Property Rights of Women

A Short History

Ernestine Rose photograph
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Property rights include the legal rights to acquire, own, sell and transfer property, collect and keep rents, keep one's wages, make contracts and bring lawsuits.

In history, a woman's property has often, but not always, been under the control of her father or, if she was married, her husband.

Women's Property Rights in the United States

In colonial times, law generally followed that of the mother country, England (or in some parts of what later became the United States, France or Spain). In the early years of the United States, following British law, women's property was under control of their husbands, with states gradually giving women limited property rights. By 1900 every state had given married women substantial control over their property.

See also: dower, coverture, dowry, curtesy

Some changes in laws affecting American women's property rights:

New York, 1771: Act to Confirm Certain Conveyances and Directing the Manner of Proving Deeds to Be Recorded: required a married man to have his wife's signature on any deed to her property before he sold or transferred it, and required that a judge meet privately with the wife to confirm her approval.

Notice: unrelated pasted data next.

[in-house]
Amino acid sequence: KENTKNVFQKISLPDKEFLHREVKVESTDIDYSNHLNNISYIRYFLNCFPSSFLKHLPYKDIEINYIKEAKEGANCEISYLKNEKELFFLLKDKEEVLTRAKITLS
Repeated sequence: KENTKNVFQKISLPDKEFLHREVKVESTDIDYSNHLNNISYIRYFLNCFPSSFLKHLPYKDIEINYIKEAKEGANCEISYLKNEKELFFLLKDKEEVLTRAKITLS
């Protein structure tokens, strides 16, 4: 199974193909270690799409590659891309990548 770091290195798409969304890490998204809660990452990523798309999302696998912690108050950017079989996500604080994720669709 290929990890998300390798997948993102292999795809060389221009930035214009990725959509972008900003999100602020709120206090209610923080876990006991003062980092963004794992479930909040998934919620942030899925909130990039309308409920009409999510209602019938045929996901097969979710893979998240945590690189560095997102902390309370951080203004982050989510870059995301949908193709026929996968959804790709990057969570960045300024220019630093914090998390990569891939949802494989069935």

Maryland, 1774: required a private interview between a judge and a married woman to confirm her approval of any trade or sale by her husband of her property. (1782: Flannagan's Lessee v. Young used this change to invalidate a property transfer)

Massachusetts, 1787: a law was passed which allowed married women in limited circumstances to act as femme sole traders.

Connecticut, 1809: law passed permitting married women to execute wills

Various courts in colonial and early America: enforced provisions of prenuptial and marriage agreements placing her "separate estate" in a trust managed by a man other than her husband.

Mississippi, 1839: law passed giving a woman very limited property rights, largely in connection with slaves.

New York, 1848: Married Women's Property Act, a more extensive expansion of property rights of married women, used as a model for many other states 1848-1895.

New York, 1860: Act Concerning the Rights and Liabilities of Husband and Wife: expanded married women's property rights.